A Legacy: Creating Something That Outlives You
Someone in the crowd said to him, ‘Teacher, tell my brother to divide the family inheritance with me.’ But he said to him, ‘Friend, who set me to be a judge or arbitrator over you?’ And he said to them, ‘Take care! Be on your guard against all kinds of greed; for one’s life does not consist in the abundance of possessions.’
Then he told them a parable: ‘The land of a rich man produced abundantly. And he thought to himself, “What should I do, for I have no place to store my crops?” Then he said, “I will do this: I will pull down my barns and build larger ones, and there I will store all my grain and my goods. And I will say to my soul, Soul, you have ample goods laid up for many years; relax, eat, drink, be merry.” But God said to him, “You fool! This very night your life is being demanded of you. And the things you have prepared, whose will they be?” So it is with those who store up treasures for themselves but are not rich towards God.’
Listen to the words of the rich man in the parable and pay attention to the pronouns: I, I, I, me, me, me, my, my, my
This parable is about a man who does not consider his fellow human being, a man who does not consider God. And these two facts are no doubt related. For when we do not consider God, it is all too easy to ignore our fellow humans. And when we do not consider the brothers an sisters around us, then we will almost certainly fail to hear God.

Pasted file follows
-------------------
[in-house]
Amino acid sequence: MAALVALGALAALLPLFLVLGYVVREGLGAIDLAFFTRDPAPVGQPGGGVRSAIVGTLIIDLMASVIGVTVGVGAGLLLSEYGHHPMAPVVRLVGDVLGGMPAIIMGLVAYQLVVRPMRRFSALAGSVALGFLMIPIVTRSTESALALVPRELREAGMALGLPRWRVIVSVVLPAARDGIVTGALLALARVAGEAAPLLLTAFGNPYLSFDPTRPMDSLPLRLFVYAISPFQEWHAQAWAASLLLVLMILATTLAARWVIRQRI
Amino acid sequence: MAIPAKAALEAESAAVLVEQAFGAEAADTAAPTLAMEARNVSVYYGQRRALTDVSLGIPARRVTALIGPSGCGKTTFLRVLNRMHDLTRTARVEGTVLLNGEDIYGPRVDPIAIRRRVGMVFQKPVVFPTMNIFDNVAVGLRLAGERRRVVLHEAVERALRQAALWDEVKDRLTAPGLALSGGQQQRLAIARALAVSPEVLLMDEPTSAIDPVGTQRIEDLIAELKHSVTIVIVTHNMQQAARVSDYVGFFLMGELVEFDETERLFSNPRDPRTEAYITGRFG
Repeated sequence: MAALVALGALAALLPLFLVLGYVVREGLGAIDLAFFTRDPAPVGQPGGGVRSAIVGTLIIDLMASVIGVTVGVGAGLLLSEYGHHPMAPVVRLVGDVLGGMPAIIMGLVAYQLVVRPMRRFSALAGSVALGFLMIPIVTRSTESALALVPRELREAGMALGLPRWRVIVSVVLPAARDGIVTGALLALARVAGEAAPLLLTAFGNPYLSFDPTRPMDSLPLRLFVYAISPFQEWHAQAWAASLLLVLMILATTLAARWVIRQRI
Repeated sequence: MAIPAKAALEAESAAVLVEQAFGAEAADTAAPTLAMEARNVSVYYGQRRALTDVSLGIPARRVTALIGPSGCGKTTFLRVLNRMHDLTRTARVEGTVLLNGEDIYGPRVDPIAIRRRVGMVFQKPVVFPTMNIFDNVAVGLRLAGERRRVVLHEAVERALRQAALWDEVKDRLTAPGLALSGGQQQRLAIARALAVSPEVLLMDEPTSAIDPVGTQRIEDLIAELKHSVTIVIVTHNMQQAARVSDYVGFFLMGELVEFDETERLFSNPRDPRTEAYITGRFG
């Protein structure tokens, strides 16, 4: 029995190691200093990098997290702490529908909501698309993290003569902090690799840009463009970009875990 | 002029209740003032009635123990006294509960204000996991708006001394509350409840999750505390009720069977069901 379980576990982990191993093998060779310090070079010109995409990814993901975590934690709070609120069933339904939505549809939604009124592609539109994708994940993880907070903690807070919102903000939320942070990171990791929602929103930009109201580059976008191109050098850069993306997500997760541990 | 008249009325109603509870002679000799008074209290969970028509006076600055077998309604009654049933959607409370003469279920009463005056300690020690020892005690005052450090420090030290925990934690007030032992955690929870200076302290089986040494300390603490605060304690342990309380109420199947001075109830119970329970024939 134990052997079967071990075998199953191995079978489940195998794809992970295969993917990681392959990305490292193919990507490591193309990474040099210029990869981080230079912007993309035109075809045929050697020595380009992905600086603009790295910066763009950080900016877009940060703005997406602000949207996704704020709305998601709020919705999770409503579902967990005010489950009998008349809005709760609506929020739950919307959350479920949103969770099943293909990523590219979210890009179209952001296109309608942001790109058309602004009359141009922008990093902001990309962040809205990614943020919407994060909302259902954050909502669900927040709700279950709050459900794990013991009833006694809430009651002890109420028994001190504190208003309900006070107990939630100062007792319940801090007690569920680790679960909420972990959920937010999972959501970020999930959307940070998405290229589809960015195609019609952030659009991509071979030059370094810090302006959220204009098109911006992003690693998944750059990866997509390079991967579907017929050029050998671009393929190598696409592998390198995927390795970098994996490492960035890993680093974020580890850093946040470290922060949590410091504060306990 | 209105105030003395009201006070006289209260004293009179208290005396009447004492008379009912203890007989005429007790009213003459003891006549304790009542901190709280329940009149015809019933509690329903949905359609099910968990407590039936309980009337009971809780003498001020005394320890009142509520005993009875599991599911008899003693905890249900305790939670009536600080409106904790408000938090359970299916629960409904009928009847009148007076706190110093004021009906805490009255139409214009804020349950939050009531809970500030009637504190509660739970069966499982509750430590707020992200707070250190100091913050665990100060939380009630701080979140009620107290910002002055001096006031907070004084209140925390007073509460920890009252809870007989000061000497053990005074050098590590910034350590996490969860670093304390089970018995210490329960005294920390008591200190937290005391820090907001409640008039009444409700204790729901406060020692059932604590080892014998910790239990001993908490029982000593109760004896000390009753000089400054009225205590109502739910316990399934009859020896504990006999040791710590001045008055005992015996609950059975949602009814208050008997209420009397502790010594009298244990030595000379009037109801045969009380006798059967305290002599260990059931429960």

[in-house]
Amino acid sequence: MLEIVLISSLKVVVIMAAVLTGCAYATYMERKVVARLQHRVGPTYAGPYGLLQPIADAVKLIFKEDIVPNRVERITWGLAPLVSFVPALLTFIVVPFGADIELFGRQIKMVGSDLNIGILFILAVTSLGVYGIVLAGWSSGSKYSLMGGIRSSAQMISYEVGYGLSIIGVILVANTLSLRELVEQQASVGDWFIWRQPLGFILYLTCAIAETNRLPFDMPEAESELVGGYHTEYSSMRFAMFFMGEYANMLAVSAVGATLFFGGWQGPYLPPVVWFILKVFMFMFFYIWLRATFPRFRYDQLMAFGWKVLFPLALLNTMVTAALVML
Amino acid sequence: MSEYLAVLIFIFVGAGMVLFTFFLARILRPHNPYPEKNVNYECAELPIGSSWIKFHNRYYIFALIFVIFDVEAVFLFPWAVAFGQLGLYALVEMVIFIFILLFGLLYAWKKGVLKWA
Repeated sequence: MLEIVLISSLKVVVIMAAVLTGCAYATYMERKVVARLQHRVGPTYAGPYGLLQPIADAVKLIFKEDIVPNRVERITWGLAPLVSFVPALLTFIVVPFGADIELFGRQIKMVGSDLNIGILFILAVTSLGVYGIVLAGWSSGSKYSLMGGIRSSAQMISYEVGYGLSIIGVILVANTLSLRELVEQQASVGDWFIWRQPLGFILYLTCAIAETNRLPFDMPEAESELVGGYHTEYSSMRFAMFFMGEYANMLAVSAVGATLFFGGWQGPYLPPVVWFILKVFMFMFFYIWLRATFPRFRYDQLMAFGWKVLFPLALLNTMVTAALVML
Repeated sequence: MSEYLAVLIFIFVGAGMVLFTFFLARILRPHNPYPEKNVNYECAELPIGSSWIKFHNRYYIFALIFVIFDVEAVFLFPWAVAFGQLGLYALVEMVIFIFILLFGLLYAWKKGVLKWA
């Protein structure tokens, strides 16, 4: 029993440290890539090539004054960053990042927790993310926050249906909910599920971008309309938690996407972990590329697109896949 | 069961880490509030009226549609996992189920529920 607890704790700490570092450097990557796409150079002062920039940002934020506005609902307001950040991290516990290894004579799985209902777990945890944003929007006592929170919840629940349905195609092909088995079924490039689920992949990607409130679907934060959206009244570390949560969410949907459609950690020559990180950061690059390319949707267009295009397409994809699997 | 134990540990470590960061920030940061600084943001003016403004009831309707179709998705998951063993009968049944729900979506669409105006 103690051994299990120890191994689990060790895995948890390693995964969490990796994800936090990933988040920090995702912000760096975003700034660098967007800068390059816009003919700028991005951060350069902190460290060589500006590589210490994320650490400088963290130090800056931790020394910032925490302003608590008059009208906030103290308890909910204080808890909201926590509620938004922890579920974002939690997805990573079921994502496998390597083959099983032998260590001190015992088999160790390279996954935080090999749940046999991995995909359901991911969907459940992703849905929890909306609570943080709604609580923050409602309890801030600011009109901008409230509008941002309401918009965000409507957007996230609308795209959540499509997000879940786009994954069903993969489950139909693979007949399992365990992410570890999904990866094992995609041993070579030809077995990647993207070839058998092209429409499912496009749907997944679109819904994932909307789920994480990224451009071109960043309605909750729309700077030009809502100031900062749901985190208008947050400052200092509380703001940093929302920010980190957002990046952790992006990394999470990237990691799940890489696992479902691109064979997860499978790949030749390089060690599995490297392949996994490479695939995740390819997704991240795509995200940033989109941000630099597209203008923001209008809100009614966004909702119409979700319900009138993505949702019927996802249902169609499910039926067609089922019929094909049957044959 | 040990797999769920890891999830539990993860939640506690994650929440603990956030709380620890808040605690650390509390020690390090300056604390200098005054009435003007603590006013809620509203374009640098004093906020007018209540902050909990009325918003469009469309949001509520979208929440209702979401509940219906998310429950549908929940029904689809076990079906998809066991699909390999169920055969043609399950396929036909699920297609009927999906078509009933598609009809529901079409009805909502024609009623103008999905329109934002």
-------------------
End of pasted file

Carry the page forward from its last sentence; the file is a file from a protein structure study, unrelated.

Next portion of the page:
And yet God steps in to ask a key and critical question: “The things you are prepared, whose will they be?”
This is a question timeless question. It speaks to the rich man. And it speaks to us today.
What are we preparing? And who are we preparing it for?
Who are we preparing this church for? In our worship, who are we preparing for? In our fellowship, who are we preparing for? In our decisions, who are we preparing for? With our building -what we see and hear (or do not hear) – who are we preparing for? In our community engagement and outreach, who are we preparing for?
Who are we preparing for? What we do and how we do it says something about who we are and are not preparing for. And if we prepare with intention and attention towards those who most want and most need a family of faith and a people on mission, then we must guide our thoughts and actions and decisions to welcome and accommodate for them.
Who we are preparing for today is our legacy for the future for “the only legacy we leave is that forged in relationship.”
Let us not simply forge a relationship with our self and the rich man of the parable and succumb to the solitude of greed. But instead let us reach out to God and to all God’s diverse children in relationship so that our legacy will be one of love and grace.